U of M president to testify Feb. 18 before MN House Committee on Higher Ed
University of Minnesota President Eric Kaler will testify before the Minnesota House Committee on Higher Education Policy and Finance hearing scheduled from 2:45 to 4:30 p.m. Wednesday, Feb. 18, in Room 5, State Office Building, 100 Rev. Dr. Martin Luther King Jr. Blvd., St. Paul.
Kaler will provide an overview of the University’s biennial budget request. The University is requesting an increase of $148.2 million for four priority areas over the next two years. Student access and affordability tops the list:
• Kaler has asked for $65.2 million to freeze tuition for Minnesota students on all five campuses in 2015-16 and 2016-17. Gov. Dayton has proposed $32.6 million toward the tuition freeze, or roughly half of the investment necessary to hold tuition flat for all resident undergraduate, graduate and professional students system-wide.
The three other areas of the U’s budget request include:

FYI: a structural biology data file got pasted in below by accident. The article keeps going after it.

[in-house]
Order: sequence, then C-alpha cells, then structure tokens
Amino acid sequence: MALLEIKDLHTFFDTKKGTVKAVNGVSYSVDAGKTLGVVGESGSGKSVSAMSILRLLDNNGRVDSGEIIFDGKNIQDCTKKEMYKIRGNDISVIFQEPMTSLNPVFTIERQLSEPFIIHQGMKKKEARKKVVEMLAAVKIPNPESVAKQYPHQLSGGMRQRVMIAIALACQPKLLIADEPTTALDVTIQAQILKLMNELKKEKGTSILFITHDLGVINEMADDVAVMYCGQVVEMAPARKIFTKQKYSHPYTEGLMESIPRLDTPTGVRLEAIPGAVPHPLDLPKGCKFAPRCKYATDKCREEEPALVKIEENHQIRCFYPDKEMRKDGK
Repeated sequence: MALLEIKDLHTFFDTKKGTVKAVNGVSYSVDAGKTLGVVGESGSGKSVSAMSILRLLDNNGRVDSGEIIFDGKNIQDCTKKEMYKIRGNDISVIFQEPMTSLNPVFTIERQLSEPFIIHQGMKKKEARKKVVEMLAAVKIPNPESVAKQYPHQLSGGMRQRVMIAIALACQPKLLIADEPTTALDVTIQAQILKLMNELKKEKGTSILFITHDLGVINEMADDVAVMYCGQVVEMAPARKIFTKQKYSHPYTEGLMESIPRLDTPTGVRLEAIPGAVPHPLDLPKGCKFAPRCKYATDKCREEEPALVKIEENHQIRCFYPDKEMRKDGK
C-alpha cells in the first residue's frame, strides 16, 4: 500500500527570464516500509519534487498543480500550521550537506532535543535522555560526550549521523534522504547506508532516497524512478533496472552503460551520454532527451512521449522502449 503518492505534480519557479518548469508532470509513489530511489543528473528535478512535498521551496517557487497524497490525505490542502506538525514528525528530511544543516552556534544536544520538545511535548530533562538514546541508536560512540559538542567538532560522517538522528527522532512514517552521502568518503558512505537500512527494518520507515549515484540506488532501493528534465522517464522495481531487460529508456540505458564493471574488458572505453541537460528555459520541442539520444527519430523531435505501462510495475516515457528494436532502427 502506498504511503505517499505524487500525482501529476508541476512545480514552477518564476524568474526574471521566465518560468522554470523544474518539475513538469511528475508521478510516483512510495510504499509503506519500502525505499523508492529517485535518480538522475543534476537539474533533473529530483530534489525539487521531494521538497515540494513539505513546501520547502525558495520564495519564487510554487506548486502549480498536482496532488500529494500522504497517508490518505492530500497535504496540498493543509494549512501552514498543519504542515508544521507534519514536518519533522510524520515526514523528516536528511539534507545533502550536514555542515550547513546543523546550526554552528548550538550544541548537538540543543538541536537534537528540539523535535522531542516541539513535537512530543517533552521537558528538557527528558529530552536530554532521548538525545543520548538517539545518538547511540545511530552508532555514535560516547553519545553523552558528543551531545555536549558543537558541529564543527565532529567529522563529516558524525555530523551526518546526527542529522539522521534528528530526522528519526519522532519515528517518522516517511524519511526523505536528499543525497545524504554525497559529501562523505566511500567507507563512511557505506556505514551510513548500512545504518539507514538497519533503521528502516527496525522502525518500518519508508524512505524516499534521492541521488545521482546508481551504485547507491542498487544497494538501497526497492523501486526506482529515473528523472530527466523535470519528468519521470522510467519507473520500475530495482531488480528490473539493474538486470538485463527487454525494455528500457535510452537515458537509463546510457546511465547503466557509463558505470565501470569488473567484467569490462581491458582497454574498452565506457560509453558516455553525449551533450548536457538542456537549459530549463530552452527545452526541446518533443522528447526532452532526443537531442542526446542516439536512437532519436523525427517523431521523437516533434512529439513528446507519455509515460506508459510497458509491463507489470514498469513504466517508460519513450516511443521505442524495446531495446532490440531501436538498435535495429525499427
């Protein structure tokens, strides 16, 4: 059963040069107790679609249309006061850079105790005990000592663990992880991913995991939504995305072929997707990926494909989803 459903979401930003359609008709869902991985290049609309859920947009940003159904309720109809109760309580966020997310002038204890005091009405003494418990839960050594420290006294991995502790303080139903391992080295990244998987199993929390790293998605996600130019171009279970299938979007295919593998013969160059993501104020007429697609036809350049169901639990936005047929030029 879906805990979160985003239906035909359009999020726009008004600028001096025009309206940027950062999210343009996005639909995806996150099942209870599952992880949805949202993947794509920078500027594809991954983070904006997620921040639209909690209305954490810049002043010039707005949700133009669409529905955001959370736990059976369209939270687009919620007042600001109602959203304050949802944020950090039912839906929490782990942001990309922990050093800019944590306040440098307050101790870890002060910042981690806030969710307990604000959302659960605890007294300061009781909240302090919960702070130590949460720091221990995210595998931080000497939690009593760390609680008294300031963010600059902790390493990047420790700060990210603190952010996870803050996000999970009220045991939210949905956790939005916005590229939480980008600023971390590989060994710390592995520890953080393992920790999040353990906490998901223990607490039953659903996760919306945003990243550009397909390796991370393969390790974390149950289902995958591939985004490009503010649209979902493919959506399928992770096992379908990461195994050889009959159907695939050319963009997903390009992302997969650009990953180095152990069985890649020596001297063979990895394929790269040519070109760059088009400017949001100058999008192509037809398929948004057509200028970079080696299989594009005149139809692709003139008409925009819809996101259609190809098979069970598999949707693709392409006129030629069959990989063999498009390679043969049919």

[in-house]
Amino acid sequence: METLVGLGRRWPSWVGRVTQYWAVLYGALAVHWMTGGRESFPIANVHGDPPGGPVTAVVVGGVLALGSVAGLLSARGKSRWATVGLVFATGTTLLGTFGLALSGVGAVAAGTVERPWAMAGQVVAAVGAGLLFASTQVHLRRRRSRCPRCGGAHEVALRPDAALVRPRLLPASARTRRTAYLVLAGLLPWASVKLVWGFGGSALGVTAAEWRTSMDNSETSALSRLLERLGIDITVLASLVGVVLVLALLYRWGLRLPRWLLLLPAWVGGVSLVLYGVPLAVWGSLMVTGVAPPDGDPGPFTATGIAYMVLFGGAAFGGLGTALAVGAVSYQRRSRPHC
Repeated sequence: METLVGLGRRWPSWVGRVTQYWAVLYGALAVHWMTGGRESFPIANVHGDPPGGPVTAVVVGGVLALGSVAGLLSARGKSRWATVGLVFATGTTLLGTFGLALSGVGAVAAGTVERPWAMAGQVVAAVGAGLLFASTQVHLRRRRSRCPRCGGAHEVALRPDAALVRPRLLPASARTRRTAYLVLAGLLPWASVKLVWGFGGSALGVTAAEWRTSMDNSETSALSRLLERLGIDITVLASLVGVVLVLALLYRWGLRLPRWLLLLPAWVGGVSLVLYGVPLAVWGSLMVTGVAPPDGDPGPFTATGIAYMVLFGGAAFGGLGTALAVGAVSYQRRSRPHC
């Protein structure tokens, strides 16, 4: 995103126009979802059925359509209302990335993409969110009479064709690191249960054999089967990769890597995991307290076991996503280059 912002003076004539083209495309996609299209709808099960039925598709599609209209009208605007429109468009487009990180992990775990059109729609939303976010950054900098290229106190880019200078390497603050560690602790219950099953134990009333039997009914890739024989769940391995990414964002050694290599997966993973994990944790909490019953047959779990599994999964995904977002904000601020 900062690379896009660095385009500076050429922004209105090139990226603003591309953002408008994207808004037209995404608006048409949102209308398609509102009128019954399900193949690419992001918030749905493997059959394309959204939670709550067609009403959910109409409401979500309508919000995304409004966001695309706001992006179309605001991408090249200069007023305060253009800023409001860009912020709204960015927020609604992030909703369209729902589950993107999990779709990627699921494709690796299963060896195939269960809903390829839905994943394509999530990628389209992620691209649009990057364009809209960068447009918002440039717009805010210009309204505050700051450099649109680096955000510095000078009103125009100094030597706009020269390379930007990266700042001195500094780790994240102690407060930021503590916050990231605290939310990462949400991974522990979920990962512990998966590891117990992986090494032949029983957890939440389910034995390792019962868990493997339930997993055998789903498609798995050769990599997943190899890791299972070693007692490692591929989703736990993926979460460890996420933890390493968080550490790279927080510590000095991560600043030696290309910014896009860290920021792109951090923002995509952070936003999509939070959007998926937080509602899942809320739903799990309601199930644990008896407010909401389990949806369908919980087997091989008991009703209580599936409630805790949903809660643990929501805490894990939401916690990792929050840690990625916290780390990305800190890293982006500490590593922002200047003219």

• $55.5 million for a Healthy Minnesota and the Medical School, to strengthen the state’s health care delivery, address workforce shortages and strengthen U research to address the state's most pressing health care needs. The initiative would also expand education and training programs in dentistry, mental health and geriatrics—particularly in Greater Minnesota and underserved communities.
• $15 million for Facility Condition Improvement Strategy, for a more predictable funding stream to maintain the U’s 29 million square feet of infrastructure. In exchange for this general fund allocation, the U would decrease its Higher Education Asset Preservation and Restoration (HEAPR) capital request.
• $12.5 million for Vibrant Communities, to improve the environmental health and safety impacts of mining and examine related economic development opportunities, and promote economic prosperity of Minnesota’s communities.
Last week the Board of Regents revised the U’s budget request to include the governor’s proposed $30 million investment in the Medical School. Dayton’s plan would help recruit and hire 50 top tenure track faculty medical researchers over the next eight years, creating medical discovery teams. The plan would also help secure new research grants from funding agencies.
If fully funded ($704.6 million), by 2017, the U of M’s request would get the institution back to slightly above the level the state provided in 2008 ($684.4 million), without adjusting for inflation.
For more information on the U’s 2015 legislative request, visit govrelations.umn.edu.